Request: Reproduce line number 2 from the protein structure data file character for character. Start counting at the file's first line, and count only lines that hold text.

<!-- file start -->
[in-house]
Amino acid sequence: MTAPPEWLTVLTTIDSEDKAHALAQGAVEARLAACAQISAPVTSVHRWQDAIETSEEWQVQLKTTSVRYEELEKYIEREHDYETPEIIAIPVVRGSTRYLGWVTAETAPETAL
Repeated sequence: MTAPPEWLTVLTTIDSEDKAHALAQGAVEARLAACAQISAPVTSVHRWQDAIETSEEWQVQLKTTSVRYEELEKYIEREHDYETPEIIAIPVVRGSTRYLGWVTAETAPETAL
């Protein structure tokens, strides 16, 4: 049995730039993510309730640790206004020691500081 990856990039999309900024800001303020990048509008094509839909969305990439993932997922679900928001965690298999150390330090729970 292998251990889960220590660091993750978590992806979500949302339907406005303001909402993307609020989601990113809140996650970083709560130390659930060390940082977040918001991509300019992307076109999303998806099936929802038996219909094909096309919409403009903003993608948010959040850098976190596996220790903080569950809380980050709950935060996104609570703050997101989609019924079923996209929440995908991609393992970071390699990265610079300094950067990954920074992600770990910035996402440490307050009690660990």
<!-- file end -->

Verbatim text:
Amino acid sequence: MTAPPEWLTVLTTIDSEDKAHALAQGAVEARLAACAQISAPVTSVHRWQDAIETSEEWQVQLKTTSVRYEELEKYIEREHDYETPEIIAIPVVRGSTRYLGWVTAETAPETAL